Tomorrow, I head off with my husband to Israel with Birthright Israel: Mayanot, acting as the Rabbi and Rebbetzin of a group of young American Jews who will be traveling to Israel for the very first time.
10 days, 40 participants, 1 Land.
This is not my first encounter with Birthright Israel. Fourteen years ago, straight out of my first year of graduate school, I too received a free trip to Israel. It was the only co-ed, strictly-for-Orthodox-Jews trip Mayanot ever organized (I wonder why) and it was absolutely incredible.
Forty of us, traveling together, telling stories, singing songs, sharing secrets, sneaking out to pray vatikin at the Kotel (we got into so much trouble – it was totally worth it), exploring our Jewish identity and emerging adulthood in a place full of authenticity and personal relevance.
It was special. It was meaningful. Totally exhilarating.
But was it life changing?
I think about certain experiences I’ve had in my life, those one-off encounters that were so rich in inspiration and fulfillment. Spending a week on a mountain in Turkey, surrounded by butterflies, painting. That three hour conversation with the homeless man who slept on the corner of my college dorm that left us both teary eyed and so deeply connected. The time I wept uncontrollably, inexplicably, at the kever of the Rashbi’s son. The instant I felt my mother fall against my back, holding me tight, as she heard my son’s name announced at his bris — Reuven, for her father.
Moments, encounters, lapses of time that hold meaning. Places we travel to and through, literally and figuratively, that tattoo our hearts and souls with something we try to hold onto forever. But do they change our lives in real, sustainable, ever-lasting ways?
Birthright Israel spends over $50 million dollars a year on these heritage trips and since its inception, they have sent over 400,000 mostly unaffiliated Jews to Israel. That’s $50 million dollars dedicated towards bringing young Jews to the Holy Land with the hopes to engender lasting connections with the Land of Israel, its people, and Jews across the Diaspora (yes, I’ve been reading their website).
Yet what is the ultimate goal? Are we trying to turn young adults onto Judaism? Israel? Get a Bar Mitzvah at the Kotel? Hope they’ll return and join the IDF? Defend the country of Israel in their next conversation with a less-informed fellow American? Light the spark of the participants’ souls? Stop intermarriage? And if so, is 10 days of touring in Israel on jeeps, camels and rafters with a bunch of people you’ll likely never see again really what’s going to do it?
Think about what predicts a long lasting relationship. Is it a wild night on the town with someone you just met? An other-worldly 24 hours together in some obscure glamorous city (I’m thinking Before Sunrise, of course)? Or is it the accrual of small, predictable, coming-straight-from-the-heart gestures that unite to create a surfboard to ride the waves of life?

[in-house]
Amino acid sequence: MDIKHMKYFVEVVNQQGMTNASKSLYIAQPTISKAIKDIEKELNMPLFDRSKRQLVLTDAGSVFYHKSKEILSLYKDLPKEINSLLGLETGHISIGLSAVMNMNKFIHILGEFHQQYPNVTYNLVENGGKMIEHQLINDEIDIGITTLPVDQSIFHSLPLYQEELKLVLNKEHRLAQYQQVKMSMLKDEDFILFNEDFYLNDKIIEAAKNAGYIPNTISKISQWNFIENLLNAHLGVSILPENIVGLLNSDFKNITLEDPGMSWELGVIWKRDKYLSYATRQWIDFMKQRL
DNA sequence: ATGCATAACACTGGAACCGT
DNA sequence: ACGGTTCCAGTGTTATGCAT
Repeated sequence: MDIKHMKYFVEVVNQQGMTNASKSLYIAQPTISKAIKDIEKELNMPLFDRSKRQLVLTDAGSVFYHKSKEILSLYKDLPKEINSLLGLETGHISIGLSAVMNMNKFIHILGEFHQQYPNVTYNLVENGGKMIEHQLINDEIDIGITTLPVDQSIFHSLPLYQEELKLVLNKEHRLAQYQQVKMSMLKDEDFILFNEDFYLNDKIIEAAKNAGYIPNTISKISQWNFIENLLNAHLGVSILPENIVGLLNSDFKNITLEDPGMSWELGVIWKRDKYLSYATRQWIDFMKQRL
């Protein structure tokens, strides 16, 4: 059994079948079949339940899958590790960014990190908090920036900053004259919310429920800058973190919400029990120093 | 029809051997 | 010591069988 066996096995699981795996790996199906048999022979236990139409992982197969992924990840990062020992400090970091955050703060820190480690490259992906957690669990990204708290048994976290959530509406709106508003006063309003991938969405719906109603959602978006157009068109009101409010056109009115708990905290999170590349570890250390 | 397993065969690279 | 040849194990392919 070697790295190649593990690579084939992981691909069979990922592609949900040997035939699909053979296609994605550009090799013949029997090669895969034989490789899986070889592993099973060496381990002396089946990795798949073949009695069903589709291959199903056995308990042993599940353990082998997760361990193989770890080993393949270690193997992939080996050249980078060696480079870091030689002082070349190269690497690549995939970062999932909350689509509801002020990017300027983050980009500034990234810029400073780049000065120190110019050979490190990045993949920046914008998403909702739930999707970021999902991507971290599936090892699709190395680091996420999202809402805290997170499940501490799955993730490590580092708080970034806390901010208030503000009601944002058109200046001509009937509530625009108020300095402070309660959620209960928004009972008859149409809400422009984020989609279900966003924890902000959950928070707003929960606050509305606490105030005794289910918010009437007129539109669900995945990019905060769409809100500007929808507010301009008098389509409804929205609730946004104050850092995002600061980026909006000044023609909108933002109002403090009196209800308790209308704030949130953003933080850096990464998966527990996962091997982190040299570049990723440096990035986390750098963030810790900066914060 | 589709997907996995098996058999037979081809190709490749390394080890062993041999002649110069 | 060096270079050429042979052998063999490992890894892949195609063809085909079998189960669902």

Isn’t our relationship with G-d, the Jewish people, and the Holy Land the same? Are we here to go on some “one night stand” with holiness, a brief brush with something so awesome, with the hopes of going steady for life? Is a free trip to Israel for 10 days really going to inspire the millennials of our generation, obsessed with #immediategratification and impressed with short-lived trends, to make long-lasting changes in their relationships with Judaism and Israel?
On Sunday, the fast of the 9th of Av, a day that commemorates the biggest tragedies of our Jewish nation, I sat with the printed list of all the participants that will be joining the Birthright Israel trip my husband and I are leading. I read their thoughtful and inspirational essays, talking about why they want to attend this free trip to Israel. To explore the roots of their heritage. Visit a country so intimately connected with their ancestors. See the places they only heard about in stories from their more observant relatives.
They are excited for their Birthright Israel trip because they never appreciated their Jewish identity in their adolescence. Because they’ve discovered a new spiritual identity in their twenties. Because they are searching for some sort of meaning. Because their grandparents survived Auschwitz and their dying wish was for their grandchild to visit Israel.
Because they heard this trip will change their life.
I called each one, introduced myself, told them how honored I am to join them on this incredible journey. Jew after Jew, brick after brick, building a bridge across that which we do not know and that which we yearn to know so deeply.
So does a free trip to Israel really change lives?